Traveler Values and Communication Habits in a Post-App World Sponsored This content is created collaboratively with one of our sponsors.
The Route 66 angle is one of the few that could get foreign travelers interested St. Louis.
Now you go through Saint Looey
and Oklahoma City is mighty pretty.
You see Amarillo,
Gallup, New Mexico,
Don’t forget Winona,
Kingman, Barstow, San Bernandino.
— From “Route 66,” written by Bobby Troup
Whatever. Just be glad that the lore of Route 66 might help a new promotional campaign to draw more foreign tourists to St. Louis.
That effort focuses on the Big Three — Canada, Mexico and the United Kingdom — that produce the most foreign tourism in St. Louis. About 87,000 travelers from those countries visited the area in 2013, according to the St. Louis Convention & Visitors Commission, which helped pay for the two-minute videos that make up the new promotion.
Part of the effort is to get more foreign tourists to linger in St. Louis while following old Route 66 from Chicago to Los Angeles. Such trips already are popular with German and British visitors, said Brian Hall, the CVC’s chief marketing director.
Though the number of foreign tourists is a speck within the area’s visitor business (21.6 million annual visitors who spent $4.2 billion last year), tourists from outside the United States are cash-heavy, dropping about $4,000 per trip, Hall said.
“We want to tap into that, for obvious reasons,” he said.
To help in that effort, Brand USA has stepped in. The group, a public-private partnership backed by the tourism industry and the U.S. government, promotes foreign tourism.
Earlier this month, Brand USA produced promotional videos geared to residents of Canada, Mexico and the United Kingdom.
A woman from Toronto, who lives now in Los Angeles, is the host of the St. Louis video meant for Canadians. A woman from East Sussex, England, who lives in Richmond, Va., hosts the video for the United Kingdom, while a Mexico City native hosts the Spanish-language video for the Mexican audience even though she, too, lives in LA.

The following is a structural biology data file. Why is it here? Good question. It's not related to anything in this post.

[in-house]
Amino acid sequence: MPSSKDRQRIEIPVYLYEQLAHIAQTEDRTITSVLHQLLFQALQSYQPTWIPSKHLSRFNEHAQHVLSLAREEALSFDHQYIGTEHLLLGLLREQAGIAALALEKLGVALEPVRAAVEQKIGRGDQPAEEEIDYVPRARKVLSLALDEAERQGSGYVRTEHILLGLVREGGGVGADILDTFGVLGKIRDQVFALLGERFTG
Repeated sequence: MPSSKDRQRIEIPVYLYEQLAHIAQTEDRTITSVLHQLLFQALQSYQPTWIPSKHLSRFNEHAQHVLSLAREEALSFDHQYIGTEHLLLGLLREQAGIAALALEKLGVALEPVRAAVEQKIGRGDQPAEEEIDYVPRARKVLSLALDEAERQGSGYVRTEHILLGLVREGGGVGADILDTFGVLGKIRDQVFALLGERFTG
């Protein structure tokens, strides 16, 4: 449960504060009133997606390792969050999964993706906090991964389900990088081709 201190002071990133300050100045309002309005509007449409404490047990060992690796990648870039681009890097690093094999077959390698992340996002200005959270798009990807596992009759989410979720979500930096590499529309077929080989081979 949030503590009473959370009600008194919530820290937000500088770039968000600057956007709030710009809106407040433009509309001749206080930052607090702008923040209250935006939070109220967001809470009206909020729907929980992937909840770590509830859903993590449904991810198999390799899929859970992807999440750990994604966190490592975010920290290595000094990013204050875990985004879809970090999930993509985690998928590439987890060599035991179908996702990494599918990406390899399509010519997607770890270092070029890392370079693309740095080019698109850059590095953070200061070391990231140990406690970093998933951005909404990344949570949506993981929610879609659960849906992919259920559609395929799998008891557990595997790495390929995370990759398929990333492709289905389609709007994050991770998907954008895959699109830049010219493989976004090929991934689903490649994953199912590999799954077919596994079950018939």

The same hosts also appear in Brand USA videos that promote other U.S. cities to foreign travelers.
“It’s a bit of a templated program,” Hall said.
Foreign viewers will see the speakers highlight St. Louis’ blues heritage while at the Broadway Oyster Bar downtown; show off the scene on Cherokee Street; point out places linked to Route 66; visit St. Charles and; of course, gaze at the Arch.
“The Gateway Arch is our Eiffel Tower and our Statue of Liberty,” Hall said. “The Arch symbolizes Americana.”
Promotional videos can be “very effective” if they are available through social media on computers and smartphones, said Rich Harrill, acting director of the School of Hotel, Restaurant and Tourism Management at the University of South Carolina.
“The branding, if it’s well-done … will present a mental association of St. Louis that is positive,” he said.
While most foreigners know about New York, Los Angeles and Orlando, Fla., because of Disney World, few have an impression of St. Louis beyond, perhaps, a mental image of the Arch, Harrill said.
The videos, scheduled to be ready for distribution next month, will be on Brand USA’s website and YouTube. They also will be used in targeted email campaigns and will be pitched heavily to tour companies.
The CVC contributed $6,400 toward the cost of making the videos, with additional funding by the state of Missouri and St. Charles.
David Baker, associate professor of hospitality at the University of Central Missouri, said reaching tour promoters in Europe is key to increasing foreign tourism in the Midwest.
“If you’re not in with those tour operators, it will be very difficult to get tourists to come to this part of the country,” he said.
As an older American city, St. Louis appeals to Europeans who appreciate history, Baker added.
The area also has other aspects that could draw foreign tourists.
South Carolina’s Harrill said St. Louis would be smart to tie its foreign tourism effort to its growing tech industry.
A combined effort aimed at China, Brazil and other countries with a growing business class could produce an economic development effect greater than just tourism, Harrill said.
Camila Clark, a Brand USA spokeswoman, said her organization has produced foreign tourism videos in every state.
In addition to making videos in St. Louis, a Brand USA crew is doing similar work in Kansas City and six other Missouri cities: Ste. Genevieve, Carthage, Cape Girardeau, Hannibal, Springfield and Branson.
Hall said that while most Canadian and Mexican visitors arrive in St. Louis by car, Europeans typically visit the Midwest as part of organized tours. Many fly to New York or Chicago to begin bus journeys that can last weeks. He said the just-shot videos will have a long shelf life in the targeted countries.
“They’ll be out there for at least two or three years,” he said.
Down the road, so to speak, St. Louis videos for China and Japan, might be produced, Hall said. The Asian countries already are St. Louis’ fourth- and fifth-largest sources of foreign visitors, he said.